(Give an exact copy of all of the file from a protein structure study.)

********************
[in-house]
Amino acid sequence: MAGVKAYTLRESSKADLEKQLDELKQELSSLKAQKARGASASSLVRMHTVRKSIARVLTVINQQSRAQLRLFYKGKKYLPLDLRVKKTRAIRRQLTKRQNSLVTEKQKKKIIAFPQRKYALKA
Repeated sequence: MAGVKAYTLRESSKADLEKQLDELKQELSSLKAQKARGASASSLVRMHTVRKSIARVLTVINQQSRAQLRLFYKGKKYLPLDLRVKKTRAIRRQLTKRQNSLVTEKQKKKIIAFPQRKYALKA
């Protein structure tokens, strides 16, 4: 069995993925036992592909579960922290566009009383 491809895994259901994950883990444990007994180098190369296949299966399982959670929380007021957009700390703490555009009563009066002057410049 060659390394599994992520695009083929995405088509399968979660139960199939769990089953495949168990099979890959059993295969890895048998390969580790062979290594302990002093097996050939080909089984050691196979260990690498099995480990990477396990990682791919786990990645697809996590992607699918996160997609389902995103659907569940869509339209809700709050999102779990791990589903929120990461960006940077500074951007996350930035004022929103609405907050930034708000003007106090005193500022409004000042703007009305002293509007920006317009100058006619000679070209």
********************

[in-house]
Amino acid sequence: MAGVKAYTLRESSKADLEKQLDELKQELSSLKAQKARGASASSLVRMHTVRKSIARVLTVINQQSRAQLRLFYKGKKYLPLDLRVKKTRAIRRQLTKRQNSLVTEKQKKKIIAFPQRKYALKA
Repeated sequence: MAGVKAYTLRESSKADLEKQLDELKQELSSLKAQKARGASASSLVRMHTVRKSIARVLTVINQQSRAQLRLFYKGKKYLPLDLRVKKTRAIRRQLTKRQNSLVTEKQKKKIIAFPQRKYALKA
């Protein structure tokens, strides 16, 4: 069995993925036992592909579960922290566009009383 491809895994259901994950883990444990007994180098190369296949299966399982959670929380007021957009700390703490555009009563009066002057410049 060659390394599994992520695009083929995405088509399968979660139960199939769990089953495949168990099979890959059993295969890895048998390969580790062979290594302990002093097996050939080909089984050691196979260990690498099995480990990477396990990682791919786990990645697809996590992607699918996160997609389902995103659907569940869509339209809700709050999102779990791990589903929120990461960006940077500074951007996350930035004022929103609405907050930034708000003007106090005193500022409004000042703007009305002293509007920006317009100058006619000679070209």